Wednesday, January 06, 2010

Tales from the Infusion Room

It is easy for me to forget just how serious my situation is. Most of the time, I feel pretty normal and there is little external evidence of what is going on inside my body. My children keep engaged in all the little details of life, like school projects, sibling disagreements and constant clean up. If I wanted to, it would be all too easy to dive head first into complete denial about all of this.

This feeling ends completely when I enter the infusion room at my oncologist's office.

When I walk in and sit down, my first thought always is that there must be some mistake, as I most definitely don't belong in these surroundings. There is no way that I fit in with what I see: folks in wheelchairs, people either completely bald or with sporadic tufts of hair, patients with strange skin conditions. To be completely honest, it is frightening. Many of the patients receiving treatment around me look as if they are in their final months of life, and I'm sure many of them are.

At first I sit tensely in my chair, willing it all to be over. Then, as I begin to calm down, I start seeing more and listening to the conversations around me.

I see the other woman about my age with burns from her radiation, crying for an unknown reason as she waits for her chemotherapy to begin. I see another woman, again about my age, calmly eating her hamburger and chatting with her husband about everything mundane. I hear a woman who has been through way too much detailing all her medical ailments to her caregiver who listens attentively, although he must have heard all this a thousand times before. I see the man whose arms are covered with bandages from the half a dozen attempts it took to find a vein that wasn't fried from prior treatments. I chuckle at the attorney sitting right under the "no cell phone use in infusion room" sign arguing loudly on his phone over the terms of a settlement, and then repeating this at least six times while I am there.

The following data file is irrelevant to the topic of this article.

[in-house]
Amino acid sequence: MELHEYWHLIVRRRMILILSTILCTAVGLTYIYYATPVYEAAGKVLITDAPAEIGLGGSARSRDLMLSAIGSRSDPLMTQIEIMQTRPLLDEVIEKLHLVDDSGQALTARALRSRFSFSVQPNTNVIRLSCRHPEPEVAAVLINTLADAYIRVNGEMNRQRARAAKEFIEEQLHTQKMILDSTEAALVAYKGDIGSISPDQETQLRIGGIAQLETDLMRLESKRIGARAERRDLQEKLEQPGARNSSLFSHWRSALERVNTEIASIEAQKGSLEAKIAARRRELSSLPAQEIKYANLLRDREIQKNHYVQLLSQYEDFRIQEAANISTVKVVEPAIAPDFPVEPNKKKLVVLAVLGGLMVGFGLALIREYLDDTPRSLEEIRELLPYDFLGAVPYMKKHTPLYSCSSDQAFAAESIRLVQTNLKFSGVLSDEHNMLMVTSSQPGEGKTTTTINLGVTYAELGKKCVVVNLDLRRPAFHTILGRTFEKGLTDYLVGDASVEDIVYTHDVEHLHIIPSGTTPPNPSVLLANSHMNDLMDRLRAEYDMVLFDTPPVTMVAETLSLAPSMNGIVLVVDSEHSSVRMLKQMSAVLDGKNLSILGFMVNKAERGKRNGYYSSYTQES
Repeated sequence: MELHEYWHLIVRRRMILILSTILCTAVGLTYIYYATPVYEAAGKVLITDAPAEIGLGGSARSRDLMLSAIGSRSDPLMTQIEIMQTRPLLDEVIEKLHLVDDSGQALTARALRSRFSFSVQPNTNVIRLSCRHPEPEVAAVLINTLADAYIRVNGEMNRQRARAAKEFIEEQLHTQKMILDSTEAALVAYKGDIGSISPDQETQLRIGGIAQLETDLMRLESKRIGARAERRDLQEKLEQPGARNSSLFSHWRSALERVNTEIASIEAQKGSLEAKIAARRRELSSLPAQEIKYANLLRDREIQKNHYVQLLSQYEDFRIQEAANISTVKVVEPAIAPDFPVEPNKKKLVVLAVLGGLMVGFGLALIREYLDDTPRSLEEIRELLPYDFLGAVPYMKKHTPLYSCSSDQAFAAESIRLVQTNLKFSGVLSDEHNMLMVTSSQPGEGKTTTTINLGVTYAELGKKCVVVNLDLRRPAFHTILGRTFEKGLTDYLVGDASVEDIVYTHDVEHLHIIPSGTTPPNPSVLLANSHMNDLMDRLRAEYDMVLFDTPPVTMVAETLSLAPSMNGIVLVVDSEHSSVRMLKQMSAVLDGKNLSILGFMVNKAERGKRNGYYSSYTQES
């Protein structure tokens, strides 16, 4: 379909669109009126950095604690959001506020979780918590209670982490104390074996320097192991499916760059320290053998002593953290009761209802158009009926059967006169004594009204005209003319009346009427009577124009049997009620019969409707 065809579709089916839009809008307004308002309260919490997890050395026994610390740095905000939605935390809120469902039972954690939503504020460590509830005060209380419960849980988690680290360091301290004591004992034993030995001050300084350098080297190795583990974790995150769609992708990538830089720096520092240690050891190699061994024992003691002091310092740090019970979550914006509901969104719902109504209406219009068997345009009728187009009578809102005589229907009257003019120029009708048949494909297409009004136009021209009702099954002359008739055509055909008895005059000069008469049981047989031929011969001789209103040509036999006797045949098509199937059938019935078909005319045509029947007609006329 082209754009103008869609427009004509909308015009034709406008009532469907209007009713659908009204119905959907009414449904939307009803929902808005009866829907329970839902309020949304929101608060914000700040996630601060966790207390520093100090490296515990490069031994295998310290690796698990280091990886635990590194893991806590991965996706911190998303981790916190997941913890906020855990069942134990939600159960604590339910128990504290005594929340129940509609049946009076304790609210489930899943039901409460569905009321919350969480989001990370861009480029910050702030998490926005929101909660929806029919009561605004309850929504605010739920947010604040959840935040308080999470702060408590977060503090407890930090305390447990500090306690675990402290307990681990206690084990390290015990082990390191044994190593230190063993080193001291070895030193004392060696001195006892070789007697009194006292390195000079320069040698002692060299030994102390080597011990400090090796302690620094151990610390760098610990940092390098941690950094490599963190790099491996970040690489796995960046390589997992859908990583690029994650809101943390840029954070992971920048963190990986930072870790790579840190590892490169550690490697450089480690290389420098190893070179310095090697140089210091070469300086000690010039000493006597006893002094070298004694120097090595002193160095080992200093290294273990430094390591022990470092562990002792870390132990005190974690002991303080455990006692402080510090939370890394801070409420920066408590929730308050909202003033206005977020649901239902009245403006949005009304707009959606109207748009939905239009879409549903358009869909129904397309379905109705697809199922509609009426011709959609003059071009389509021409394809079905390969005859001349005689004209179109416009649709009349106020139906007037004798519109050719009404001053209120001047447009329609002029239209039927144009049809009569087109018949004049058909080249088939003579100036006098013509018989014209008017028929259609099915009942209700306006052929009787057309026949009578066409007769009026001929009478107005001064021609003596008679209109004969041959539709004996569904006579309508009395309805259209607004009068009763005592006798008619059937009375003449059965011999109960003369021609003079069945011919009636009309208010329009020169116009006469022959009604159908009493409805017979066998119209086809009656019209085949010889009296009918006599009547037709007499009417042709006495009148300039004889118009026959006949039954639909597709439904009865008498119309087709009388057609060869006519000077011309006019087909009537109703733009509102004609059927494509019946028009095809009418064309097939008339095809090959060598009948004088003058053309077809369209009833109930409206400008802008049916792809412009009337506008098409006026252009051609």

I notice the staff, who has come to know each patient well, and knows just what to say to each person to entice a smile. I hear the patients as they support eachother, telling one another about what remedy has worked for them, or how much getting a port-a-cath has helped make their infusions better. I hear them give one another hope for a better drug, a better response, a better day. One tells me about lidocane spray so I don't feel it as much when they access my port. I am grateful.

I also see those who will not engage. Those who look as if they have already lost their battle and don't much care. I see one who is turned away from treatment because her white blood count is too low and she will not be able to withstand the drug. She is bitterly disappointed. These patients are the hardest to see.

No matter how good I am at convincing myself that I don't belong there, I have to accept that I do. As one friend put it, I am now a member of a sorority that I never pledged. It is important that I understand that my illness is no different than that of anyone in that room. In fact, there are really only two differences that I can perceive. First, I am newer to the journey than many of them. Second, I have faith and hope, and plenty of it. So many of them have lost both.

Although I will inevitably progress down the path of this disease and end up with war stories that they all have, I am determined that I WILL NOT lose faith or hope. I have much to hope for, after all! I plan to be the sunshine in that infusion room, the one with hope radiating from every pore, the one who put on her lipstick that day. Because hope is contagious, don't you think? And that's one disease I'd like to spread.


Janet said...

On a related note - one of my favorite articles form a breast cancer doctor:

She says single woman should write their personal dating ads to include: